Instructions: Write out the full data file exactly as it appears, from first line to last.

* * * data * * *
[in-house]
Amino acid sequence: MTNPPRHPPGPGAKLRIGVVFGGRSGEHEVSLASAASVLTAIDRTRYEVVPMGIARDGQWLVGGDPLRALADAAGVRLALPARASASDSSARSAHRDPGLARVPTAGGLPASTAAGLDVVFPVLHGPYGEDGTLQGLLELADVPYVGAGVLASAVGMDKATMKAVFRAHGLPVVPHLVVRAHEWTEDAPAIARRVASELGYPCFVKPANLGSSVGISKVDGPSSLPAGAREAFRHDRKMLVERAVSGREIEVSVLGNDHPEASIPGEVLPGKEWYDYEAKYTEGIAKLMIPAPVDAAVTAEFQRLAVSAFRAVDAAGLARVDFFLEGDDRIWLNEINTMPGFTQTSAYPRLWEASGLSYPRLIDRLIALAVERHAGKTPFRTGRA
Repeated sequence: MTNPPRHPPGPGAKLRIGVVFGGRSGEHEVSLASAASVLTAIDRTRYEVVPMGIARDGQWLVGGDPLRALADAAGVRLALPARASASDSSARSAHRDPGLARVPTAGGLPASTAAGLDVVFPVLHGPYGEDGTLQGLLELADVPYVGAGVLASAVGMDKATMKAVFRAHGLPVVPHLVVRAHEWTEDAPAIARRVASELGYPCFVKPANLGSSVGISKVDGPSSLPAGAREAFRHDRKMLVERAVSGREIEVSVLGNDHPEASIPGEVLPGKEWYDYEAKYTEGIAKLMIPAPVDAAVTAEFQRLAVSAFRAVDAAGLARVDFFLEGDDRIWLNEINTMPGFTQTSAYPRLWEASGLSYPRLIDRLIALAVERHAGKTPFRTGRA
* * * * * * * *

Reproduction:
[in-house]
Amino acid sequence: MTNPPRHPPGPGAKLRIGVVFGGRSGEHEVSLASAASVLTAIDRTRYEVVPMGIARDGQWLVGGDPLRALADAAGVRLALPARASASDSSARSAHRDPGLARVPTAGGLPASTAAGLDVVFPVLHGPYGEDGTLQGLLELADVPYVGAGVLASAVGMDKATMKAVFRAHGLPVVPHLVVRAHEWTEDAPAIARRVASELGYPCFVKPANLGSSVGISKVDGPSSLPAGAREAFRHDRKMLVERAVSGREIEVSVLGNDHPEASIPGEVLPGKEWYDYEAKYTEGIAKLMIPAPVDAAVTAEFQRLAVSAFRAVDAAGLARVDFFLEGDDRIWLNEINTMPGFTQTSAYPRLWEASGLSYPRLIDRLIALAVERHAGKTPFRTGRA
Repeated sequence: MTNPPRHPPGPGAKLRIGVVFGGRSGEHEVSLASAASVLTAIDRTRYEVVPMGIARDGQWLVGGDPLRALADAAGVRLALPARASASDSSARSAHRDPGLARVPTAGGLPASTAAGLDVVFPVLHGPYGEDGTLQGLLELADVPYVGAGVLASAVGMDKATMKAVFRAHGLPVVPHLVVRAHEWTEDAPAIARRVASELGYPCFVKPANLGSSVGISKVDGPSSLPAGAREAFRHDRKMLVERAVSGREIEVSVLGNDHPEASIPGEVLPGKEWYDYEAKYTEGIAKLMIPAPVDAAVTAEFQRLAVSAFRAVDAAGLARVDFFLEGDDRIWLNEINTMPGFTQTSAYPRLWEASGLSYPRLIDRLIALAVERHAGKTPFRTGRA